THERE have been times over the years when I’ve watched Joe Brolly come out with some outlandish soundbite on TV and I have cringed.
On other occasions I have let a shoe, or the nearest thing to me, fly when Pat Spillane has gone on one of his rants.
But I’m wrong to get worked up. Those two lads know what they are doing. They know how to rattle cages, push buttons and ultimately promote their product.
And finally, I’m around long enough to realise that we need them in the GAA – for good or bad.
It’s taken me a while to get there, though.
Some years ago, Brolly labeled the Waterford footballers a ‘pub team’. He was half the reason why I then spent a year travelling around with that said team, documenting their personal struggles and their battles to get out of Division 4. In 2009 I joined them for the season with the aim of disproving Brolly’s theory high on my agenda. One of the Waterford players, Paul Ogle, postponed an operation to have a tumour removed to play a league game against Cavan. He was part of no pub team, I can tell you.
Those guys may have played the role of whipping boys for an eternity but don’t disrespect them. I’ve always wanted to say that to Brolly but whenever I’ve met him I’ve been pretty much taken aback at how sociable and fun he is and, to be honest, I’ve never bothered to lower the tone.
Spillane, too, seems like a decent sort. A few weeks ago he was on about how the Cork footballers were regressing and this weekend he was telling us that we could write them off at our peril. No matter, though, I’ve made more U-turns myself than OJ Simpson on a Los Angeles freeway. Last weekend he called Ballybofey a tight pitch. In fact, it’s bigger than Croke Park and Thurles. But again, being a total scatterbrain myself, I’ve mixed up dates and scorelines more often than is right for any journalist. Let he without sin and all that….
The bottom line is we need these guys. Just 1200 people turned up to Cork-Limerick on Saturday night. Only for Brolly and company and their sometimes outrageous views, attendances could be even poorer this year – particularly in the early stages of the season.
That’s why I was a little surprised at the backlash Eamonn O’Hara has received for his Sunday Game analysis on Kevin Walsh and the Sligo set-up. O’Hara is slick, looks well and talks well too. He is exactly the type of pundit RTE should be looking at. Though he doesn’t have a stack of All-Ireland medals, he is relevant, tuned into modern ways and not afraid to call it.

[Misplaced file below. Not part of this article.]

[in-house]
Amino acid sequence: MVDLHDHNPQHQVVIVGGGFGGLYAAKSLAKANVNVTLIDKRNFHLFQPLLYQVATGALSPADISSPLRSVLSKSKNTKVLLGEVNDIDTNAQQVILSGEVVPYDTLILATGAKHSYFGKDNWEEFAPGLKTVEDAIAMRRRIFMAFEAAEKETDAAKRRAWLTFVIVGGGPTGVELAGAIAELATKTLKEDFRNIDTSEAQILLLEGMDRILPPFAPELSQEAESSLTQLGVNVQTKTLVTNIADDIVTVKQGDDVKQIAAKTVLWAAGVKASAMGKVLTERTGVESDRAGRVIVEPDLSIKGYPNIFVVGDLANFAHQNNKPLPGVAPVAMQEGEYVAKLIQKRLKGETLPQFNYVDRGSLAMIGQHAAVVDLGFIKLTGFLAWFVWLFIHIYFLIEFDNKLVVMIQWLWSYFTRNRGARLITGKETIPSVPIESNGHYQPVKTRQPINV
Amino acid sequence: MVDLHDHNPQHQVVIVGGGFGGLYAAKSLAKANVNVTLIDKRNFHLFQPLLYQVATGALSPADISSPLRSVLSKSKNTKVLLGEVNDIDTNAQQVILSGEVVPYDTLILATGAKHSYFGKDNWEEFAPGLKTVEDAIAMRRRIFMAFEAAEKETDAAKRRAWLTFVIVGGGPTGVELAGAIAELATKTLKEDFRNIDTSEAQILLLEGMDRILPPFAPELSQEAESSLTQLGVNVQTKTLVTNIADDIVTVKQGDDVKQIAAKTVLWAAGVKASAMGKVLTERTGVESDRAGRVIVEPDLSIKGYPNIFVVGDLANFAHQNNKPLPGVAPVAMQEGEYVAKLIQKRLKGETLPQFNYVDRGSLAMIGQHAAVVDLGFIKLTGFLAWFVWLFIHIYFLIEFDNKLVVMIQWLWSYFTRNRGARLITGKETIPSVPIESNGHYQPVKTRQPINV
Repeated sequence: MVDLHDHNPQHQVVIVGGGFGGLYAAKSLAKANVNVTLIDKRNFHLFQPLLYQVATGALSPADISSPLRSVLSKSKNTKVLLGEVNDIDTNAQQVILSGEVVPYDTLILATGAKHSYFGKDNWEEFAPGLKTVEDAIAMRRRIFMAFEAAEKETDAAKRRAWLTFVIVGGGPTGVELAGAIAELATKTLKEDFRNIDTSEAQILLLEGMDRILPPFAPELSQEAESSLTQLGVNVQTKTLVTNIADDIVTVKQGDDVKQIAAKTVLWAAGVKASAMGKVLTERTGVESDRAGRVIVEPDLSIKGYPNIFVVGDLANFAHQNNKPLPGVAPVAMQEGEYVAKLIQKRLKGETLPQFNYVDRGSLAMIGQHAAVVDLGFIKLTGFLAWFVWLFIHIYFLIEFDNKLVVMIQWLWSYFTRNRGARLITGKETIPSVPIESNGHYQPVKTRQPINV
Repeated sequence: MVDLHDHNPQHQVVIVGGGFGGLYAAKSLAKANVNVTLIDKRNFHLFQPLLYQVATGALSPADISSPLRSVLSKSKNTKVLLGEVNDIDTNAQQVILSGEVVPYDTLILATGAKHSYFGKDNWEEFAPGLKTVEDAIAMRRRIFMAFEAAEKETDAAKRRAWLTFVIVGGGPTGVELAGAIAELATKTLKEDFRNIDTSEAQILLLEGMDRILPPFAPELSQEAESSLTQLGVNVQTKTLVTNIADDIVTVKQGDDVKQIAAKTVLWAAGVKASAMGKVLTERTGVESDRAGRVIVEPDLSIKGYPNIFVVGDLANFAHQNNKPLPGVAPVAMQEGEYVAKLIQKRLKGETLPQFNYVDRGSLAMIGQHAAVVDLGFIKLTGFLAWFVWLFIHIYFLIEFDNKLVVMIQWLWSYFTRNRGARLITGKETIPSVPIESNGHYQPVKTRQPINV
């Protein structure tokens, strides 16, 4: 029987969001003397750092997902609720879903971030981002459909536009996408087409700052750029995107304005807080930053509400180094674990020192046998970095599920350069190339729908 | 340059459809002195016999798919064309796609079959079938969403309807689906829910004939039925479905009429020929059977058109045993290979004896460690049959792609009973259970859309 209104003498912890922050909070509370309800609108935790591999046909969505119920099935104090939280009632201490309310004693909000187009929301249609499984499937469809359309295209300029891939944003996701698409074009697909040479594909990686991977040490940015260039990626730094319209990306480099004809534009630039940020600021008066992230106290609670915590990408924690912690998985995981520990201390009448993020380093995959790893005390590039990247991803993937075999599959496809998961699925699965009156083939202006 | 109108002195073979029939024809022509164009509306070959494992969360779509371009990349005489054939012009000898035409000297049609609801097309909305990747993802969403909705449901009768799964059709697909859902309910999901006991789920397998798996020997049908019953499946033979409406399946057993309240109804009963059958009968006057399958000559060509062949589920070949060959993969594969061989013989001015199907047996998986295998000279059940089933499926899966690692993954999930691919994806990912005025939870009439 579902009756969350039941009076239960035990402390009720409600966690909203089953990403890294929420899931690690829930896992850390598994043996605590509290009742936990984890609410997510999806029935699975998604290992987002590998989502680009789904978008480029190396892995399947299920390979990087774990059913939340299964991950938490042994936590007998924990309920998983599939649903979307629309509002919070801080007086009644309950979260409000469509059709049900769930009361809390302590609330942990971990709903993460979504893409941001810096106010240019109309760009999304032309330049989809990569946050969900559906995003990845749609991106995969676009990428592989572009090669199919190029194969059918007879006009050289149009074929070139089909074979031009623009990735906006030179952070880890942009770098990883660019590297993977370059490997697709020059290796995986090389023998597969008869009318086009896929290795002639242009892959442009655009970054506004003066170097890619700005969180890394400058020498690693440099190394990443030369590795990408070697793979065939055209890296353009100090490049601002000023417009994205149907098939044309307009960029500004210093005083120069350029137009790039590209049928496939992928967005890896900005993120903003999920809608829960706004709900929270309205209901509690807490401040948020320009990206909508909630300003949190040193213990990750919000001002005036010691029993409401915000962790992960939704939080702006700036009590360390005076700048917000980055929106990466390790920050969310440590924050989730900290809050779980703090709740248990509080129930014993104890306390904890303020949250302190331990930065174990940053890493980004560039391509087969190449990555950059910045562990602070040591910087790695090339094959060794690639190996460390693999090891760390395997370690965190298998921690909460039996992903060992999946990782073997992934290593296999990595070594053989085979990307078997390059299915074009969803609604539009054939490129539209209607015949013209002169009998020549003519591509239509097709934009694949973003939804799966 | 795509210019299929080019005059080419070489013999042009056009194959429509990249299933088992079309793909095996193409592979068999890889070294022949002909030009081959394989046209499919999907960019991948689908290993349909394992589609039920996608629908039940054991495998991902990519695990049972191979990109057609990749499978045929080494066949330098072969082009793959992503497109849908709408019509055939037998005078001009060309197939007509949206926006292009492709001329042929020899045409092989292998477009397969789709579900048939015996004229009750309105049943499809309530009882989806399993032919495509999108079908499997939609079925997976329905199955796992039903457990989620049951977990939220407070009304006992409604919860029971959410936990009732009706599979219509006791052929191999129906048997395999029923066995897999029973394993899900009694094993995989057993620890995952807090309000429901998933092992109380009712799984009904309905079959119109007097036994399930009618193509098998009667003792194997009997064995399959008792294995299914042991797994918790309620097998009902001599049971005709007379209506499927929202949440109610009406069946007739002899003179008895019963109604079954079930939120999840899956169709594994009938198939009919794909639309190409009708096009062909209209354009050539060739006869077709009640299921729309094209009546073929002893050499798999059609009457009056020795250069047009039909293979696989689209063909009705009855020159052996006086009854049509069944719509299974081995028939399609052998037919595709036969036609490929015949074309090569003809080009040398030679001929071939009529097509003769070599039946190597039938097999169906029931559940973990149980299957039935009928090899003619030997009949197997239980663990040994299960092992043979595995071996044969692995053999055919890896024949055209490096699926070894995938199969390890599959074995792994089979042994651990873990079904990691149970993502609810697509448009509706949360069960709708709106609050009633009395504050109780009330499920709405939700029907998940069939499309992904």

He is fully entitled to have a pop at whoever he wants.
As a viewer I would have felt shortchanged had he come out and gave the whole ‘London are a coming team, Sligo were just unlucky’ sort of guff. The truth is that this Sligo team has been in decline for two years and Kevin Walsh has probably stayed on a year too long. But Walsh, who clearly had differing views to O’Hara regarding his role as a squad member in 2013, is a good fella and big enough to ship this criticism. He is an All-Ireland winner, was one of the best midfielders the game has ever seen, and his initial exploits with Sligo will surely leave him firmly in the frame for a crack with Galway in the years to come.
People have said O’Hara got personal with the criticism but I think his analysis was clinical and well formulated. He spoke of in-fighting among the county board, an alleged poor quality of training, the fact that their centre of excellence was at a standstill and gave us a good general insight as well as a specific critique of the manager.
O’Hara gets paid to call a spade a spade for RTE and he did just that. There may have been some baggage attached to his viewpoint but he works for RTE now. He is no longer a member of the Sligo panel and maybe feels he deserved better treatment after all his years of distinguished service. If that’s the case he’s quite entitled to call it.
I’d certainly rather sit down to listen to him, Ger Loughnane and Donal Og Cusack than the likes of Jamie Redknapp and Ray Wilkins.
We spend the whole year looking for pundits to get off the fence and call it straight and when one finally does we climb to the high moral ground. It’s mad.
Take O’Hara’s analysis for what it is. His old team has been in freefall for a while now. They were beaten by London so obviously, there are mounting problems. He possibly feels he should be still involved but he’s not. He is still, however, perfectly positioned to offer his tuppence worth on what is going wrong.
Unlike pundits who tip the teams their own counties are playing, unlike pundits who sit on the fence and get paid for it, O’Hara showed loyalty to his new team – RTE. Having given almost two decades of loyalty to his first love, Sligo, he more or less had a door closed in his face.
Now he is taking a leaf out of Brolly and Spillinane’s book. Playing for a new team. That’s life. That’s the way this game works.